The coolest thing I’ve ever written was a proxy server for Voice Over IP communications.
In 2000 I was working in the Silicon Valley for a Voice Over IP company called HearMe. For a time, before the bubble of 2001, we had the best VOIP software in the world. I was asked to write a proxy server so our software phone could go through corporate firewalls. The VOIP traffic runs on a few ports over UDP. Many customers did not want to open those UDP ports in their firewalls. So I was tasked with writing a proxy server to allow that voice traffic to go through firewalls. All the connections to the clients were over TCP port 443 (which every firewall leaves open for normal, secured web browsing). A friend at HearMe had written the software phone so we worked together to make a custom socket protocol that would wrap all the VoIP traffic. The proxy server would translate the TCP messages into UDP messages and send them to our Voice Servers.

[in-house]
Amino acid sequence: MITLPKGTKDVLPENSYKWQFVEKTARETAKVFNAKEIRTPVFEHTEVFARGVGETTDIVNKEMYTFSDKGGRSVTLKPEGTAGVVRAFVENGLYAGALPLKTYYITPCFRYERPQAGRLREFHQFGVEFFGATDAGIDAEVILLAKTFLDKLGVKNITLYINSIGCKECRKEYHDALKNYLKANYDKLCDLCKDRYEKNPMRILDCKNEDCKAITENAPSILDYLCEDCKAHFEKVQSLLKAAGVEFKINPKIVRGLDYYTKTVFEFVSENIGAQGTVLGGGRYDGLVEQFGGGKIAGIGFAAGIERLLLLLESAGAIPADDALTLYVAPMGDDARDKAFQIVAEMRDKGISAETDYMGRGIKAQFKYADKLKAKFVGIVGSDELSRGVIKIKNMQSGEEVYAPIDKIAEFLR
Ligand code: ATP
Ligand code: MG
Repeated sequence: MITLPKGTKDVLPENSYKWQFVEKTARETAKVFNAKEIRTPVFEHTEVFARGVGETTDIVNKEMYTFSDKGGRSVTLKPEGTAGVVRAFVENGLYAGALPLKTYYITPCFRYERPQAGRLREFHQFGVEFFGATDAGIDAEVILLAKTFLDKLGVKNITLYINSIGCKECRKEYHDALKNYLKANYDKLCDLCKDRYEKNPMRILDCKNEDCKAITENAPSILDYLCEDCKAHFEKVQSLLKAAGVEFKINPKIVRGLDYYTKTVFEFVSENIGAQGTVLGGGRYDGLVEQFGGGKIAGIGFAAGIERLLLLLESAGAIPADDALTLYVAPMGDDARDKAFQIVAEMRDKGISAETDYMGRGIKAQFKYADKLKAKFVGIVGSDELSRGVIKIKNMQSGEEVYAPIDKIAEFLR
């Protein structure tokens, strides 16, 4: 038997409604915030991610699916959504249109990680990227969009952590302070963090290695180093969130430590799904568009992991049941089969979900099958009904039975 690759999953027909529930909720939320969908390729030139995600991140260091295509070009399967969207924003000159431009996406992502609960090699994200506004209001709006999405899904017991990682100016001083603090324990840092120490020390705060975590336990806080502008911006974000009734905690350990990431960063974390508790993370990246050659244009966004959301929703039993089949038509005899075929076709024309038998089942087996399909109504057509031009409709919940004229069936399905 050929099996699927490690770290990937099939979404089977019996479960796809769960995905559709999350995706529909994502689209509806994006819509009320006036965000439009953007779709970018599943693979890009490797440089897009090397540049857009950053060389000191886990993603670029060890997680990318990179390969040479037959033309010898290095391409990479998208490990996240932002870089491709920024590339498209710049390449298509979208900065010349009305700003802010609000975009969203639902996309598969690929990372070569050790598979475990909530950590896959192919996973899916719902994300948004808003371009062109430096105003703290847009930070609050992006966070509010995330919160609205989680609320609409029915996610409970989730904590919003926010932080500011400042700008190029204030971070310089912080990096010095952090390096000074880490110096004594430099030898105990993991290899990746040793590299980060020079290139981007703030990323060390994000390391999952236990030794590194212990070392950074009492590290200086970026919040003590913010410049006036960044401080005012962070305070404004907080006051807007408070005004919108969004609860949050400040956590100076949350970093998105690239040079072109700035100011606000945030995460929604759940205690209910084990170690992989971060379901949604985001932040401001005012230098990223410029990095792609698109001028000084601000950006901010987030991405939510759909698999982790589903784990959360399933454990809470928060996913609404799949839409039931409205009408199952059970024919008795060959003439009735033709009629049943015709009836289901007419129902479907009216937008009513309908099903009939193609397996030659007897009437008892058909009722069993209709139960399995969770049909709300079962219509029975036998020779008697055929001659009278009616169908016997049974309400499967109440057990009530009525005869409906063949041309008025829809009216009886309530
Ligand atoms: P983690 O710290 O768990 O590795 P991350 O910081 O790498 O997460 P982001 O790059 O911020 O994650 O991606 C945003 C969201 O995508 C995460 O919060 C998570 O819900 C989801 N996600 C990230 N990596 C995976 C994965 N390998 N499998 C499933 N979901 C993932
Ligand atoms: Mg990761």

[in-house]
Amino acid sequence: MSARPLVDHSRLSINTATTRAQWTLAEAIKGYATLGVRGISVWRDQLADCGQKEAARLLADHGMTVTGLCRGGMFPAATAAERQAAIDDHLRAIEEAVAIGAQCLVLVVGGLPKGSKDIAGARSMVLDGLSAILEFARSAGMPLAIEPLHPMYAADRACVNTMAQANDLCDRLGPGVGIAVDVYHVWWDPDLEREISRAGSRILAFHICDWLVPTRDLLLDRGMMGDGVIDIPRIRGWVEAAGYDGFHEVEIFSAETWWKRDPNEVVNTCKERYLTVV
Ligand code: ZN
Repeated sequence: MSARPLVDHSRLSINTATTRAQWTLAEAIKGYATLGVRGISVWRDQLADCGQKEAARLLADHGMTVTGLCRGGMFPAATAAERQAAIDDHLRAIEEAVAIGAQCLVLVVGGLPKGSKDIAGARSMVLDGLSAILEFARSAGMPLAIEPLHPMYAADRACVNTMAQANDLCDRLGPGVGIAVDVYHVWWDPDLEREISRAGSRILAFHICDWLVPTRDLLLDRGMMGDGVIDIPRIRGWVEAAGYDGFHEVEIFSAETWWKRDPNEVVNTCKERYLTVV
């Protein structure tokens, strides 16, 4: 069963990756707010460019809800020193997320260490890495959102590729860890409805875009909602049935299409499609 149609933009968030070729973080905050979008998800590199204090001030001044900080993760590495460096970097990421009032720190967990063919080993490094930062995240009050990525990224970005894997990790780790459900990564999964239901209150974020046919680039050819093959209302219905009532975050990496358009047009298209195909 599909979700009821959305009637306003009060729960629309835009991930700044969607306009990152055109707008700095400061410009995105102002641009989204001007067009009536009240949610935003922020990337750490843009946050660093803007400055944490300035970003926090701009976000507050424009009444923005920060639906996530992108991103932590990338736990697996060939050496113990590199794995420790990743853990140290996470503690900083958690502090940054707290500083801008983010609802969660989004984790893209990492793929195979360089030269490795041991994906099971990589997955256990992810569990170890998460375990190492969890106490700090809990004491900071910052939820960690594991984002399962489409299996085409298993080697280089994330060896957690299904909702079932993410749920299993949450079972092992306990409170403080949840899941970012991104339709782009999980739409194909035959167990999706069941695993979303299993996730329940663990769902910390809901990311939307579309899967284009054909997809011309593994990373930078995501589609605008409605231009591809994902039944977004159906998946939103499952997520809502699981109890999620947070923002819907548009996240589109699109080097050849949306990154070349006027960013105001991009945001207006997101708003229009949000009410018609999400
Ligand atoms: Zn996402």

The tricky part was performance and scalability. With VoIP traffic even a little latency can cause jitter in the audio, which reduces call quality and makes it hard to understand the other person. To make it as fast as possible I wrote it in C++ running on Linux. Next was a multi-threaded system to allow multiple calls to run in isolation. After the initial debugging and some perfomance tuning the thing ran fast and scaled big. It became known affectionately as “The Bristol Box.” I was told that in customer meetings whenever the subject of firewalls came up the customers were told “We’ll just use the Bristol Box.”
I’d love to hear about the coolest piece of code you’ve ever written, leave a comment or send me an email!
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